The Kalashnikov Concern presented new small sized drones with bombs on board during the ‘Army 2021’ military exhibition outside Moscow in late August 2021.
It’s the latest modification of the 2019 ‘KYB’ project created to work as a flying swarm with 3 kg bombs on board each drone, capable of flying undetected towards an enemy ship (or any other enemy target) and destroying it.
At the moment, the company has completed state military trials and also created a special launcher from which up to 15 drones can be stored simultaneously. The launcher can, in turn, be placed on small sized speed boats or on light armored vehicles in battle zones.
“This drone is a barrage bomb that can stay for hours in the sky or immediately fly towards the target in a pack of similar machines to blow it up. It’s small and silent, due to its electric engine that makes pretty much no noise, unlike its foreign analogues,” says Nikita Hamitov, Head of special projects of the ZALA Group, which is in charge of the creation of this weapon system within the Kalashnikov Concern.
He said that the drones can be used against any targets - whether they are on water, on land or even in the air.
Russia’s ‘KYB’ differs from its foreign analogues in a number of ways.
“There are not too many weapons of this kind on the market. Foreign companies tend to create drones with 80 kg bombs on board. They are more powerful compared to our ‘birds’, but more expensive and louder. We wanted to create a small, stealthy weapon that will be able to work as a flying swarm,” notes Hamitov.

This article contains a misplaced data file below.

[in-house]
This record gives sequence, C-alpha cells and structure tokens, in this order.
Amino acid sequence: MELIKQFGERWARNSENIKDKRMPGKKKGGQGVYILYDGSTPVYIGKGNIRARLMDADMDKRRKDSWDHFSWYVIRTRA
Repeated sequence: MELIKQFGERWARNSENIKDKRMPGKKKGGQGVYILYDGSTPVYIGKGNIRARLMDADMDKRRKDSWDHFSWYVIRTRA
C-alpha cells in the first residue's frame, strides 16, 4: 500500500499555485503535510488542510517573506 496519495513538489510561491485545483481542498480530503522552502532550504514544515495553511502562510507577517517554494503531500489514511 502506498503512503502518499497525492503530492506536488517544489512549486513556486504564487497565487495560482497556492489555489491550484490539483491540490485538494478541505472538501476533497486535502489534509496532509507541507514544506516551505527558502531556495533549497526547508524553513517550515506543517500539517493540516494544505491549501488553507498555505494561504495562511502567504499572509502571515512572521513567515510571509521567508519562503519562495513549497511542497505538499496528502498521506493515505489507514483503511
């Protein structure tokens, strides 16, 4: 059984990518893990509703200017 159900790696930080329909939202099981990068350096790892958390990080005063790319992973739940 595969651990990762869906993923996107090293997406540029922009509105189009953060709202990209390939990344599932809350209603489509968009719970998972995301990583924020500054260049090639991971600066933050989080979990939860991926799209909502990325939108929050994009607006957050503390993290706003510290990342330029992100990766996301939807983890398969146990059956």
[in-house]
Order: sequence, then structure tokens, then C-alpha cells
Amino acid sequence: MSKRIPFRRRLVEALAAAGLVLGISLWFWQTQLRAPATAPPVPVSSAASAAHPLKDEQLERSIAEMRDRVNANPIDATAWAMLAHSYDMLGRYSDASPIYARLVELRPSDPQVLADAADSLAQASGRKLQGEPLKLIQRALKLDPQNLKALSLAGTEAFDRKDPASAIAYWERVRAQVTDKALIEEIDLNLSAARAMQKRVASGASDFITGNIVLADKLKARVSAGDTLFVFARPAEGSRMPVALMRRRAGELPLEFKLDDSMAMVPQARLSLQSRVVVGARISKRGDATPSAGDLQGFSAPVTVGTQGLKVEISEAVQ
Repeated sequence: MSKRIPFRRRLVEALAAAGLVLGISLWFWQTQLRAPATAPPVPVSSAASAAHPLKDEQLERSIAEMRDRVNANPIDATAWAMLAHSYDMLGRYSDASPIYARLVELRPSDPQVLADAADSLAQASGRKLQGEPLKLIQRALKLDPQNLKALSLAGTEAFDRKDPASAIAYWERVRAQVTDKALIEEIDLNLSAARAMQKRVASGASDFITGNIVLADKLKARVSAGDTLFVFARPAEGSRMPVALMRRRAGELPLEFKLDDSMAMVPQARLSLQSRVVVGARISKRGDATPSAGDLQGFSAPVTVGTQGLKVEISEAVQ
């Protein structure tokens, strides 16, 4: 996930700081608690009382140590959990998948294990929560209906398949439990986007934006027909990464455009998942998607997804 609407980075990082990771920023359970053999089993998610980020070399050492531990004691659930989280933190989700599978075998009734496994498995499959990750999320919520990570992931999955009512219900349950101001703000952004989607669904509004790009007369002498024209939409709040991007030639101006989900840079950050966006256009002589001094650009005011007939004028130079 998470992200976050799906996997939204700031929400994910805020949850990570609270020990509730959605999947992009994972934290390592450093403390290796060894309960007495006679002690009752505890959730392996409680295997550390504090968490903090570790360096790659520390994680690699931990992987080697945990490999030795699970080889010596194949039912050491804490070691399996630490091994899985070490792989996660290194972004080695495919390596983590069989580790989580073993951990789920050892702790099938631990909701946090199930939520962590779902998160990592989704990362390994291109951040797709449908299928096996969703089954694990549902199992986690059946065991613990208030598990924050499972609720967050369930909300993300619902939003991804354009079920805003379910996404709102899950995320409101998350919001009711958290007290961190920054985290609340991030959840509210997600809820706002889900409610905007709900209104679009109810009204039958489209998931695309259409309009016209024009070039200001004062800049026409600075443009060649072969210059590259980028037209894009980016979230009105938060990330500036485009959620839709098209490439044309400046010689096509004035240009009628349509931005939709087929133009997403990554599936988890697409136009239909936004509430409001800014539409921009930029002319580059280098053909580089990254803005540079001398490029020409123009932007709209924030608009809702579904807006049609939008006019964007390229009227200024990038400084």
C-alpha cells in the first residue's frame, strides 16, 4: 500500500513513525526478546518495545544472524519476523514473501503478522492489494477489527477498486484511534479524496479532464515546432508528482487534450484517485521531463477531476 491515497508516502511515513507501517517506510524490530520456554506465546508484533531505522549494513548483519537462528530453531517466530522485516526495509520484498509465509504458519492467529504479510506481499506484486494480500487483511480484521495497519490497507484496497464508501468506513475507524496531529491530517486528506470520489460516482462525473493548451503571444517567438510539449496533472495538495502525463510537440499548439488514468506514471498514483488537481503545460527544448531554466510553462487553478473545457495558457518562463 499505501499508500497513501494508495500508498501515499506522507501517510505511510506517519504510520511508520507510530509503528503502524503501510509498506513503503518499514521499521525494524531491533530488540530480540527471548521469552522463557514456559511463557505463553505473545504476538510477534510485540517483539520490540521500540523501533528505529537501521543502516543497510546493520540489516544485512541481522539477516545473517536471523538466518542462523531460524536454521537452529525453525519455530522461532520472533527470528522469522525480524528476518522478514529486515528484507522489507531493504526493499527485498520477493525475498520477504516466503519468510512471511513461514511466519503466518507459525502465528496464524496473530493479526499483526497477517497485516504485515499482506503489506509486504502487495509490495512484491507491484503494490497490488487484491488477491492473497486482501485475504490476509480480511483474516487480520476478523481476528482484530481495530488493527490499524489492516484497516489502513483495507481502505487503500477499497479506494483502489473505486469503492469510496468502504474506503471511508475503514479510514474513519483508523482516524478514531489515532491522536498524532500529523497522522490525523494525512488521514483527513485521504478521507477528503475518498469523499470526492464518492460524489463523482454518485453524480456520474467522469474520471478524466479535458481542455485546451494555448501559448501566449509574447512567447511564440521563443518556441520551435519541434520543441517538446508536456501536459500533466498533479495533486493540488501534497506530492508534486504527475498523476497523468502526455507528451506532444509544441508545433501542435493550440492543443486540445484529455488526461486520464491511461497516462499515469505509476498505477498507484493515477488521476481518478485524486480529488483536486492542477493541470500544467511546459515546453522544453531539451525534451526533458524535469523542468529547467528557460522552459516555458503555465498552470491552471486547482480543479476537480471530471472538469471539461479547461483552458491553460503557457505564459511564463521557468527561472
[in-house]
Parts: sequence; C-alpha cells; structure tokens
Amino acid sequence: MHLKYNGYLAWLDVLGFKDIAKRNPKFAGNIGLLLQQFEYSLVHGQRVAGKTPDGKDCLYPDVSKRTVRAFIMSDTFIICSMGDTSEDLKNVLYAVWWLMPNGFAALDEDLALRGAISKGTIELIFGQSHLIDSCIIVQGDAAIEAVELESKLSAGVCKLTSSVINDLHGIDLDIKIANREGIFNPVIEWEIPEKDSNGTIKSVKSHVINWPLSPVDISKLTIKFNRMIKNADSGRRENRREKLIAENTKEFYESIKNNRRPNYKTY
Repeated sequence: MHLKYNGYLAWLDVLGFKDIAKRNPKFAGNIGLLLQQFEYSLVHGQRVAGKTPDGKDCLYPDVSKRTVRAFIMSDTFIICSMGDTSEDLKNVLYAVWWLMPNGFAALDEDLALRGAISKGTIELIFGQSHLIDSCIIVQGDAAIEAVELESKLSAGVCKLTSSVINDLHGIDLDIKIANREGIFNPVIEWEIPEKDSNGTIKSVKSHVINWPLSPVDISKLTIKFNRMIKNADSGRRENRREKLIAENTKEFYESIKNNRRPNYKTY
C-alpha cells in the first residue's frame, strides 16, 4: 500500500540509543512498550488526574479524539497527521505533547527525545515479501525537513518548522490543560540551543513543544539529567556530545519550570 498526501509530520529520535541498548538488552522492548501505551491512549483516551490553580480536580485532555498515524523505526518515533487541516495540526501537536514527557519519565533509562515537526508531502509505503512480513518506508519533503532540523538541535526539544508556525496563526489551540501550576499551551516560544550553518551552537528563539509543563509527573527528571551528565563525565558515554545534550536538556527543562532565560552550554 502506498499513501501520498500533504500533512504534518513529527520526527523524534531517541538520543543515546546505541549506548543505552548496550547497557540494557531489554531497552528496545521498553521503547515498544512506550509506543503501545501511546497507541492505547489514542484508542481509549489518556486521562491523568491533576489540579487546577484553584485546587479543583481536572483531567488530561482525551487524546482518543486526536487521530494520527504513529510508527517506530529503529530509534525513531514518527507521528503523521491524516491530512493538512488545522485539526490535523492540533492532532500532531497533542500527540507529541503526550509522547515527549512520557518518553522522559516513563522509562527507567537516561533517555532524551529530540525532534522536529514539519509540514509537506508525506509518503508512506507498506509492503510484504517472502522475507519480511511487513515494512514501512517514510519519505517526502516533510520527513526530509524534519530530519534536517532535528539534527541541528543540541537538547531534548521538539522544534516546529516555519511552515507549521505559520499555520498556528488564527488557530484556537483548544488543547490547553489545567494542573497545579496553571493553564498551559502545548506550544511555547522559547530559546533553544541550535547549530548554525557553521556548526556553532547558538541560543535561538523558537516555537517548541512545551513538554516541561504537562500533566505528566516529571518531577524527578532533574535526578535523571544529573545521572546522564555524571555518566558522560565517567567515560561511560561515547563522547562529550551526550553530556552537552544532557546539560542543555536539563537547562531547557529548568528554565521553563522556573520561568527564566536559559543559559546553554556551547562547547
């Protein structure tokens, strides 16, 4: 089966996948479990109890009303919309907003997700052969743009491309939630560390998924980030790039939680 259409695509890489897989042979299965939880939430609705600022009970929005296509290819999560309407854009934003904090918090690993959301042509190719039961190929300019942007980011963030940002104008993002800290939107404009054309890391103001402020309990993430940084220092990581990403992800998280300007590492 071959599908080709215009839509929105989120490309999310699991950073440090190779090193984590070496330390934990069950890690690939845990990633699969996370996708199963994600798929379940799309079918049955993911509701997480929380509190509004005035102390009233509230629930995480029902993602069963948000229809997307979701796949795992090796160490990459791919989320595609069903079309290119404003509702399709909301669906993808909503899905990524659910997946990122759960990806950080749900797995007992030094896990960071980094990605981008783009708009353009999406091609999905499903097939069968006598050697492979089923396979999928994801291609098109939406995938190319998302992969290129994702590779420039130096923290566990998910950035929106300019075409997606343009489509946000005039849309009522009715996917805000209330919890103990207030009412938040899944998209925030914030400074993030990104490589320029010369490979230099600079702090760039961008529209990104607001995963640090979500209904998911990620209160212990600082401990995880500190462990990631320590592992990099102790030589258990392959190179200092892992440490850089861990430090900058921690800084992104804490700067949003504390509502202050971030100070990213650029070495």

These differences make the ‘KYB’ unique on a weapon market and, in future, the company plans to present it on the international stage. But, when it happens is still unknown, as they first plan to finish working on the Russian Defense Ministry’s order and deliver these drones to the country’s army.
“The latest usage of similar kamikaze drones was during the 2020 Nagorno-Karabakh war between Armenia and Azerbaijan. The latter side widely used drones with bombs on board to eliminate Armenian armored vehicles, anti-missile systems and to set chaos among their ranks,” says Ivan Konovalov, Development Director of the Foundation for the Promotion of Technologies of the 21st Century.
Such kamikaze drones turned out to be very effective, as even Russian forces were surprised by them in the days of the Syrian war.
“Terrorists in Syria committed a number of suicide drone strikes on our military base in Hmeimim. Their engineers assembled small toy-size helicopters and sent dozens of them with bombs attached to our base at the same time,” recalls Konovalov.
Hmeimim military base was protected by the ‘Pantsir’ S-1, a missile system of self-propelled, medium-range surface-to-air missile and anti-aircraft artillery systems. This weapon was created to eliminate cruise missiles, fifth generation fighter jets and other expensive military targets. And it turned out to be ineffective against a bunch of $15 drones with small bombs attached.
“Ammunition for the ‘Pantsir’ S-1 costs thousands of dollars. It includes guided missiles and artillery shells. These projectiles shot down the terrorist drones, but left the base vulnerable to attacks with hi-tech aerial weapon systems,” notes the expert.
After that, the Russian military saw the need to create a cheaper weapon against drones. Companies created a 57-mm self-propelled anti-aircraft gun that has buckshot ammo and new radio electric systems that can turn-off the drones mid-flight. You can find more about these machines and systems here.
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